the temple. The central towers are rectangular on the lower portion with a porch
in each of the cardinal directions. They originally contained an image of a Hindu
god with whom the deceased was united.
The columns by the doors of the towers at Prah Ko are "incontestably the most
beautiful of Khmer art" according to French conservators. Areas of the round
columns are defined by bands and decorated with a motif of alternating leaf and floral
The sandstone lintels above the doors of the three towers in the back row are decorated
with small horsemen and figures mounted on serpents. The corner niches of the central
tower in the front row are decorated with male guardians in niches carved in sandstone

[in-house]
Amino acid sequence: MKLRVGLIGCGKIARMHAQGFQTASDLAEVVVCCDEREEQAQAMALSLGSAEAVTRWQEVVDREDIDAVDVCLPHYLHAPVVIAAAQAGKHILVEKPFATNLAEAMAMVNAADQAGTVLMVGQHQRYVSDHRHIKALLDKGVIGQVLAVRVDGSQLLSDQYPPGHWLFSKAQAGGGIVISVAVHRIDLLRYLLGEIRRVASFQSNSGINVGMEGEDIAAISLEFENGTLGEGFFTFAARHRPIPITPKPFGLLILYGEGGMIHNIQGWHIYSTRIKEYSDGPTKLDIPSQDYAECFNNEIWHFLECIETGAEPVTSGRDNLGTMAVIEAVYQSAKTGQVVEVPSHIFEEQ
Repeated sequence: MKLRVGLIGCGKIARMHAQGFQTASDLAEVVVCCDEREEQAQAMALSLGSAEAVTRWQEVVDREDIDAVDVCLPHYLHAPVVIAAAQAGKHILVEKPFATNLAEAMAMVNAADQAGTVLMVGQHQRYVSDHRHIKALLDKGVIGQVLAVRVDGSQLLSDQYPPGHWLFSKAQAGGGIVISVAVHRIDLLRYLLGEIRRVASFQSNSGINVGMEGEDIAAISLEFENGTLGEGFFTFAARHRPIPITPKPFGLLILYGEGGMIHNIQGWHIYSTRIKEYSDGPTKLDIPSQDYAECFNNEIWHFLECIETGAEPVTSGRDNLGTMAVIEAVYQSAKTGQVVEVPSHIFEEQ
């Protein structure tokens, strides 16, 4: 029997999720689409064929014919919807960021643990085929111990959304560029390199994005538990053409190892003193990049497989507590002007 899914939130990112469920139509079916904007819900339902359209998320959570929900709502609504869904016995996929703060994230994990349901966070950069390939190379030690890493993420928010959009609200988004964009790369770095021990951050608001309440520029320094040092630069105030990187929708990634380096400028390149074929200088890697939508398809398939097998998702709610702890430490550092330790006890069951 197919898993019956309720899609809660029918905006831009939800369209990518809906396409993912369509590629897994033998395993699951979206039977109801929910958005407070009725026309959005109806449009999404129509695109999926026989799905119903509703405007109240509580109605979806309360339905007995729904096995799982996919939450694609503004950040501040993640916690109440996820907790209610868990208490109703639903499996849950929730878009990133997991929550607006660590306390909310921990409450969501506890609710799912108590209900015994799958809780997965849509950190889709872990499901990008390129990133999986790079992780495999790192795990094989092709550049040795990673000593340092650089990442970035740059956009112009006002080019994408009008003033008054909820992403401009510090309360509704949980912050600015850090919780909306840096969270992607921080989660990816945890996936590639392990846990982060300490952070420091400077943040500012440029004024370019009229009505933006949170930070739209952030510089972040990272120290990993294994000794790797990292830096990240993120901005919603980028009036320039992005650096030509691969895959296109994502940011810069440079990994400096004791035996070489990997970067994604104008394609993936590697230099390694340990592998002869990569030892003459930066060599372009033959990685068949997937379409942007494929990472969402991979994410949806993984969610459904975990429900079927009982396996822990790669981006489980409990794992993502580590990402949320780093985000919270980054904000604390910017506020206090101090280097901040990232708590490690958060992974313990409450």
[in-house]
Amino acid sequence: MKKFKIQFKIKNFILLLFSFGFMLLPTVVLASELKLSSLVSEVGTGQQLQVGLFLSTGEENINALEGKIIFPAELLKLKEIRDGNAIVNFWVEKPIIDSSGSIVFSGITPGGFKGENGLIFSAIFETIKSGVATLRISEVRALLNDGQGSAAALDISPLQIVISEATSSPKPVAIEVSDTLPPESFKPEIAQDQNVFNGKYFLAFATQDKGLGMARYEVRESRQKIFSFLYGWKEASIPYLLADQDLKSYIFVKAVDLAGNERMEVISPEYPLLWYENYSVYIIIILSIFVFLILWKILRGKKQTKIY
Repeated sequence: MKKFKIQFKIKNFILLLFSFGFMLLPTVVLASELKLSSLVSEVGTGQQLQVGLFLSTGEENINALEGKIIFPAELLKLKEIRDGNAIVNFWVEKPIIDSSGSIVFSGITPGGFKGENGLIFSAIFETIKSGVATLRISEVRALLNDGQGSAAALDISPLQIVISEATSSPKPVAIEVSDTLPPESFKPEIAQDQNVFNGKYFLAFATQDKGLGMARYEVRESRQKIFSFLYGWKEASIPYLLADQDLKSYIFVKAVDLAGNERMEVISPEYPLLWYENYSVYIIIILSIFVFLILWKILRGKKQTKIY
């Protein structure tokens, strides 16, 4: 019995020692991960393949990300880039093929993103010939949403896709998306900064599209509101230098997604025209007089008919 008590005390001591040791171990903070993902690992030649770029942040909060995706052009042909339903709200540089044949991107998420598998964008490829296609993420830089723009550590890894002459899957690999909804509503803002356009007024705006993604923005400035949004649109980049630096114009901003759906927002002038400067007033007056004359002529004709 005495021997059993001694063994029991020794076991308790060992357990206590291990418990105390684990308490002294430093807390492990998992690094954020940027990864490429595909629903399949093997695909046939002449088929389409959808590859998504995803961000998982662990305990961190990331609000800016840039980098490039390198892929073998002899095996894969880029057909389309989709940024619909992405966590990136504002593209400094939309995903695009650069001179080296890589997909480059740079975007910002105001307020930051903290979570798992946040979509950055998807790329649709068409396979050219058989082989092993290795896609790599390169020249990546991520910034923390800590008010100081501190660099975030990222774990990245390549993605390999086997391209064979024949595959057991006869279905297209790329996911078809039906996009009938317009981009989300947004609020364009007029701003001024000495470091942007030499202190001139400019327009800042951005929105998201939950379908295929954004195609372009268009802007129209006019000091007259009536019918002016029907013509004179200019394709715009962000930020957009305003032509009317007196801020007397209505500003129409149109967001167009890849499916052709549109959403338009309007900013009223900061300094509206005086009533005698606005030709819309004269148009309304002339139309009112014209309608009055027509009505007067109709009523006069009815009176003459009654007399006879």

and encased in brick. The back row has female divinities. Each tower originally contained
an image of a Hindu god with whom the deceased was united.
Lolei is north of Bakong and distinguished by a modern Buddhist temple on the grounds
near it. The temple was built in 893 and the last one constructed at Roluos. It was
dedicated to the king, Yacovarman's father. Lolei forms an island in the middle of
a man-made lake, although it is dried up today. According to an inscription found
at the temple, the water in this pond was for use at the capital of Hariharalaya
and for irrigating the plains in the area.
Four brick towers arranged in two rows on a terrace comprise the central sanctuaries.
The original plan probably had six towers. The upper portions of the towers are a
series of tiers. The entrances to the towers are cut from a monolithic block of sandstone.
The three temples of Roluos-Bakong, Prah Ko and Lolei-are testimony to the artistic
genius of the Khmers. The methods of construction and sophisticated decoration of
Roluos make one wonder how the artists achieved such a high degree of skill at such
an early date.